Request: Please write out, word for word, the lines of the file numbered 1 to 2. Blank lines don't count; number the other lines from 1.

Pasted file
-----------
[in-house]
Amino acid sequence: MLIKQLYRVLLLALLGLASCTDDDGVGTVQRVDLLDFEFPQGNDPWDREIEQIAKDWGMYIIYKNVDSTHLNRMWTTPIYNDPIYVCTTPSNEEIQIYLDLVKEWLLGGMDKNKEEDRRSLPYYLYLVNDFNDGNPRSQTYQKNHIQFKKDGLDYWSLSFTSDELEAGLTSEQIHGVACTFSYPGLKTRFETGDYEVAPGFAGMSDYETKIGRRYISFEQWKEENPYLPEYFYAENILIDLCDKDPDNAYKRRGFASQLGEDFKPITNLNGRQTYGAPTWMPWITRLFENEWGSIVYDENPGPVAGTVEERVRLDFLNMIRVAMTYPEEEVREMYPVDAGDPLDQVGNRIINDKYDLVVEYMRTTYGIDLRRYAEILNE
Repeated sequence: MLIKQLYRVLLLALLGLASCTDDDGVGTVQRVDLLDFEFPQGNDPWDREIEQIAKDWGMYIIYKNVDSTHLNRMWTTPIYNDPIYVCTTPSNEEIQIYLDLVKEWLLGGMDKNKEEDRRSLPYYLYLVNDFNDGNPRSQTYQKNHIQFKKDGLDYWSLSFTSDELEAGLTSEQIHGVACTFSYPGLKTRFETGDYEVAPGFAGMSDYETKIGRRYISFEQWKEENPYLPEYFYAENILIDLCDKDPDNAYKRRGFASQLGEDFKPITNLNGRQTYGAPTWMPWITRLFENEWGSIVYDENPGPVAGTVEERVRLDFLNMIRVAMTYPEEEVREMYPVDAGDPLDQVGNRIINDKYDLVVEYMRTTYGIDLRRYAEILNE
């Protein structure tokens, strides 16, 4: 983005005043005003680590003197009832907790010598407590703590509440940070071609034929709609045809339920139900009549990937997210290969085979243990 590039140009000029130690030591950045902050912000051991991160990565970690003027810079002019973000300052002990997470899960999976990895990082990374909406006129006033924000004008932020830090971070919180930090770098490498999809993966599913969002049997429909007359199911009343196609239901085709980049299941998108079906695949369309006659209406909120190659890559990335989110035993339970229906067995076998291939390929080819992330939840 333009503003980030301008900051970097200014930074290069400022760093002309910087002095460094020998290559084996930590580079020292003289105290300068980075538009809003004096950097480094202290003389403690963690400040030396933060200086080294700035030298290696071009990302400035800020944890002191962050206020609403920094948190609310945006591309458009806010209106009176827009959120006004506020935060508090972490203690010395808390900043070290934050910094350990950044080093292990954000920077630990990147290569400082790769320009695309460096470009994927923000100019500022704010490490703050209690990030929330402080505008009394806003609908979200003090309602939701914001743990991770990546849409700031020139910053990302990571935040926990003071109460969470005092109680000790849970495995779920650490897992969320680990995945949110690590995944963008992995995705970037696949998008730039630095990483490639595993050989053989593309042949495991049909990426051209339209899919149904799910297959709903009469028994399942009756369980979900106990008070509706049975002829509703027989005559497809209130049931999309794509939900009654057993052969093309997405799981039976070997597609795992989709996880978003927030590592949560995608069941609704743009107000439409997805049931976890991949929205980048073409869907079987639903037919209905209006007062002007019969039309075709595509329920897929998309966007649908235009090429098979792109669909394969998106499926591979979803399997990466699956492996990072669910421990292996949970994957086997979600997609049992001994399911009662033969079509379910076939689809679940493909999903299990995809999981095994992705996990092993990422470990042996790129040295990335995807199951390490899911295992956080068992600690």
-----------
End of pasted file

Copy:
[in-house]
Amino acid sequence: MLIKQLYRVLLLALLGLASCTDDDGVGTVQRVDLLDFEFPQGNDPWDREIEQIAKDWGMYIIYKNVDSTHLNRMWTTPIYNDPIYVCTTPSNEEIQIYLDLVKEWLLGGMDKNKEEDRRSLPYYLYLVNDFNDGNPRSQTYQKNHIQFKKDGLDYWSLSFTSDELEAGLTSEQIHGVACTFSYPGLKTRFETGDYEVAPGFAGMSDYETKIGRRYISFEQWKEENPYLPEYFYAENILIDLCDKDPDNAYKRRGFASQLGEDFKPITNLNGRQTYGAPTWMPWITRLFENEWGSIVYDENPGPVAGTVEERVRLDFLNMIRVAMTYPEEEVREMYPVDAGDPLDQVGNRIINDKYDLVVEYMRTTYGIDLRRYAEILNE